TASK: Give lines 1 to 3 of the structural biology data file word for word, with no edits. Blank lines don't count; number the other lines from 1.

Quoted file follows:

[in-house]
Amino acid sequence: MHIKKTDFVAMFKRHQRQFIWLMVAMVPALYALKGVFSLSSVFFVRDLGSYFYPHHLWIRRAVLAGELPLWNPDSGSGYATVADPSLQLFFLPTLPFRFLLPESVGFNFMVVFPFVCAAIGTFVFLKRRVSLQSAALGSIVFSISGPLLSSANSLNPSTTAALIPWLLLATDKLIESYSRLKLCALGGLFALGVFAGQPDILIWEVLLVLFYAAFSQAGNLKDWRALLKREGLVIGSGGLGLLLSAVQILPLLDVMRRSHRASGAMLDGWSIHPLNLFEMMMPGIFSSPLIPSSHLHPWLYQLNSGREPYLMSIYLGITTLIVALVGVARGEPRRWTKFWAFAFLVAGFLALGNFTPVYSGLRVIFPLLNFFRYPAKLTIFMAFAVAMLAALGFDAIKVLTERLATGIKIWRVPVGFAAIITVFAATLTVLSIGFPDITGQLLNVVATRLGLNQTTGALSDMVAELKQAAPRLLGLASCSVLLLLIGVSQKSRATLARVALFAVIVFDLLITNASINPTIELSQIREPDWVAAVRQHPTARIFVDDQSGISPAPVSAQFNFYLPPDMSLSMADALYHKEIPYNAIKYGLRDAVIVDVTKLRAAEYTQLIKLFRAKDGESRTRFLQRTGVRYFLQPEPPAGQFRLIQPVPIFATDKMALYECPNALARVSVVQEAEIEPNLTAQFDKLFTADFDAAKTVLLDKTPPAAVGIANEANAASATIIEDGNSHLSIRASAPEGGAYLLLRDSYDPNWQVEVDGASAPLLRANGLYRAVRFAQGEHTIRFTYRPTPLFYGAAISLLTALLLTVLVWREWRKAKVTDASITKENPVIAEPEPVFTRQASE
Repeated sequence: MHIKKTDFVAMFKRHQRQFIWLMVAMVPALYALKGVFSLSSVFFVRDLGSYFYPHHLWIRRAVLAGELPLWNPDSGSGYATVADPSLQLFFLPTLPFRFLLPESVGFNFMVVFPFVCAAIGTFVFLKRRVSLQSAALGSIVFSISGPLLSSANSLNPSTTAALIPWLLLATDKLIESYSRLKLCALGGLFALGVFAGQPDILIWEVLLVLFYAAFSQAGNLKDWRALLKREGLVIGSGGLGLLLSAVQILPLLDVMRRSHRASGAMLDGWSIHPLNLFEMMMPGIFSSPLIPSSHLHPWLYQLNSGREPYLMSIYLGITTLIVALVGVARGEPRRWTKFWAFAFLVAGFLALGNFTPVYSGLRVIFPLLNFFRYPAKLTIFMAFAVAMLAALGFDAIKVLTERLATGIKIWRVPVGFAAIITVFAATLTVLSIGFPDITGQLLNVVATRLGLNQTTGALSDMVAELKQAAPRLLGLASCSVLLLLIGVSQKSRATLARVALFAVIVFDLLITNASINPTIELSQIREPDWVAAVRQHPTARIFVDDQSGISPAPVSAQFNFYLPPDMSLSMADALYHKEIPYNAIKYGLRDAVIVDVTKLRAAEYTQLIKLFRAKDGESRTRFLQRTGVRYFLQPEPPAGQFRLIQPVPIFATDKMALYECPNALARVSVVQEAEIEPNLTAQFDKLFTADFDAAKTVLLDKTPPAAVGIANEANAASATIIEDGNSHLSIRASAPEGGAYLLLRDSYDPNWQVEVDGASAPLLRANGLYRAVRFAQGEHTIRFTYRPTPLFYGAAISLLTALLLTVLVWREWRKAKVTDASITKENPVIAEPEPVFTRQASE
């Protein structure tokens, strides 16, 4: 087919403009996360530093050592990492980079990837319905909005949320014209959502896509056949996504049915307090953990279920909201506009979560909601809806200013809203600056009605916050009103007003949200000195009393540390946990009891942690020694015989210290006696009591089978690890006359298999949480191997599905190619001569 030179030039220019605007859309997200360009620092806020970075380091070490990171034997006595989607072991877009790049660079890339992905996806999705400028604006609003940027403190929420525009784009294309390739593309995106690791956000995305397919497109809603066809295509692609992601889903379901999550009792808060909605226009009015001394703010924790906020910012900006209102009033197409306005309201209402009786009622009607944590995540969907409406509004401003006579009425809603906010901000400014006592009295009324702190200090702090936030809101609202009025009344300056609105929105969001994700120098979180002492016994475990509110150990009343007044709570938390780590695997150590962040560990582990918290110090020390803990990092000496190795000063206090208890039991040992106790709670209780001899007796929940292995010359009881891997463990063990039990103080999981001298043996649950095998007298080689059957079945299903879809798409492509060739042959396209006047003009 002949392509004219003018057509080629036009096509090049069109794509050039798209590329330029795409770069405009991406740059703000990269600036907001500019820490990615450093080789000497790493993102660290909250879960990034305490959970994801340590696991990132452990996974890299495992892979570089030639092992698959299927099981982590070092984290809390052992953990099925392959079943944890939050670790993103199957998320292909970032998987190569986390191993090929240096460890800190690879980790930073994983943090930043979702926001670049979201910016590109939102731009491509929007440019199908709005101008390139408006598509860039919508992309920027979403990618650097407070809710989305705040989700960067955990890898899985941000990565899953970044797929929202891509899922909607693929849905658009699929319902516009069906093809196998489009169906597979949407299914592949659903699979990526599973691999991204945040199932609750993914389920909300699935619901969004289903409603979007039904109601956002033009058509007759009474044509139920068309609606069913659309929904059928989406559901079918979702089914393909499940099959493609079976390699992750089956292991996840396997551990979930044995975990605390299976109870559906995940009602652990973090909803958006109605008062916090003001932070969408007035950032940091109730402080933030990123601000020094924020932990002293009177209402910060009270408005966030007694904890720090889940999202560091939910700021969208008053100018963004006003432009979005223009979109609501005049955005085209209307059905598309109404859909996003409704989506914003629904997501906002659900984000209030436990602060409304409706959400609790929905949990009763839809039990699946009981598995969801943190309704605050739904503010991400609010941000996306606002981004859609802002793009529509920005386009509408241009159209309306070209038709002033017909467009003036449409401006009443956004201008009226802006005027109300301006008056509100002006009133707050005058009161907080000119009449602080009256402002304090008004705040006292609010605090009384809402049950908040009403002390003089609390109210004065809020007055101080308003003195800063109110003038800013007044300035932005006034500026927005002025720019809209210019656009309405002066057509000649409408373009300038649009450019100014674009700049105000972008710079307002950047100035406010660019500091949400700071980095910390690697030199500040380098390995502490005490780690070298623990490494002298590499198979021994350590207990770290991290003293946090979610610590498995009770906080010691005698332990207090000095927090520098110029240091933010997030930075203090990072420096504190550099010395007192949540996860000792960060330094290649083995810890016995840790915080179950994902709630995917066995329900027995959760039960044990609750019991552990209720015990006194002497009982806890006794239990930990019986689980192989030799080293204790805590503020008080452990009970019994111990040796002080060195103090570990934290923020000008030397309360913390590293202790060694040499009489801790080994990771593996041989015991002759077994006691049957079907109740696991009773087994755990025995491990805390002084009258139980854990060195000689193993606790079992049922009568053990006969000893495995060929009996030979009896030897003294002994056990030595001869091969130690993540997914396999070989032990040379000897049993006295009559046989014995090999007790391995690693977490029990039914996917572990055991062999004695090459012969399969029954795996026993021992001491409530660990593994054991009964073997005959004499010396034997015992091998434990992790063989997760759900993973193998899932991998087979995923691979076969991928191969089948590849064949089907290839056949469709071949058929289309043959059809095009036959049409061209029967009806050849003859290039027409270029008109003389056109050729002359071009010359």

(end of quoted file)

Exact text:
[in-house]
Amino acid sequence: MHIKKTDFVAMFKRHQRQFIWLMVAMVPALYALKGVFSLSSVFFVRDLGSYFYPHHLWIRRAVLAGELPLWNPDSGSGYATVADPSLQLFFLPTLPFRFLLPESVGFNFMVVFPFVCAAIGTFVFLKRRVSLQSAALGSIVFSISGPLLSSANSLNPSTTAALIPWLLLATDKLIESYSRLKLCALGGLFALGVFAGQPDILIWEVLLVLFYAAFSQAGNLKDWRALLKREGLVIGSGGLGLLLSAVQILPLLDVMRRSHRASGAMLDGWSIHPLNLFEMMMPGIFSSPLIPSSHLHPWLYQLNSGREPYLMSIYLGITTLIVALVGVARGEPRRWTKFWAFAFLVAGFLALGNFTPVYSGLRVIFPLLNFFRYPAKLTIFMAFAVAMLAALGFDAIKVLTERLATGIKIWRVPVGFAAIITVFAATLTVLSIGFPDITGQLLNVVATRLGLNQTTGALSDMVAELKQAAPRLLGLASCSVLLLLIGVSQKSRATLARVALFAVIVFDLLITNASINPTIELSQIREPDWVAAVRQHPTARIFVDDQSGISPAPVSAQFNFYLPPDMSLSMADALYHKEIPYNAIKYGLRDAVIVDVTKLRAAEYTQLIKLFRAKDGESRTRFLQRTGVRYFLQPEPPAGQFRLIQPVPIFATDKMALYECPNALARVSVVQEAEIEPNLTAQFDKLFTADFDAAKTVLLDKTPPAAVGIANEANAASATIIEDGNSHLSIRASAPEGGAYLLLRDSYDPNWQVEVDGASAPLLRANGLYRAVRFAQGEHTIRFTYRPTPLFYGAAISLLTALLLTVLVWREWRKAKVTDASITKENPVIAEPEPVFTRQASE
Repeated sequence: MHIKKTDFVAMFKRHQRQFIWLMVAMVPALYALKGVFSLSSVFFVRDLGSYFYPHHLWIRRAVLAGELPLWNPDSGSGYATVADPSLQLFFLPTLPFRFLLPESVGFNFMVVFPFVCAAIGTFVFLKRRVSLQSAALGSIVFSISGPLLSSANSLNPSTTAALIPWLLLATDKLIESYSRLKLCALGGLFALGVFAGQPDILIWEVLLVLFYAAFSQAGNLKDWRALLKREGLVIGSGGLGLLLSAVQILPLLDVMRRSHRASGAMLDGWSIHPLNLFEMMMPGIFSSPLIPSSHLHPWLYQLNSGREPYLMSIYLGITTLIVALVGVARGEPRRWTKFWAFAFLVAGFLALGNFTPVYSGLRVIFPLLNFFRYPAKLTIFMAFAVAMLAALGFDAIKVLTERLATGIKIWRVPVGFAAIITVFAATLTVLSIGFPDITGQLLNVVATRLGLNQTTGALSDMVAELKQAAPRLLGLASCSVLLLLIGVSQKSRATLARVALFAVIVFDLLITNASINPTIELSQIREPDWVAAVRQHPTARIFVDDQSGISPAPVSAQFNFYLPPDMSLSMADALYHKEIPYNAIKYGLRDAVIVDVTKLRAAEYTQLIKLFRAKDGESRTRFLQRTGVRYFLQPEPPAGQFRLIQPVPIFATDKMALYECPNALARVSVVQEAEIEPNLTAQFDKLFTADFDAAKTVLLDKTPPAAVGIANEANAASATIIEDGNSHLSIRASAPEGGAYLLLRDSYDPNWQVEVDGASAPLLRANGLYRAVRFAQGEHTIRFTYRPTPLFYGAAISLLTALLLTVLVWREWRKAKVTDASITKENPVIAEPEPVFTRQASE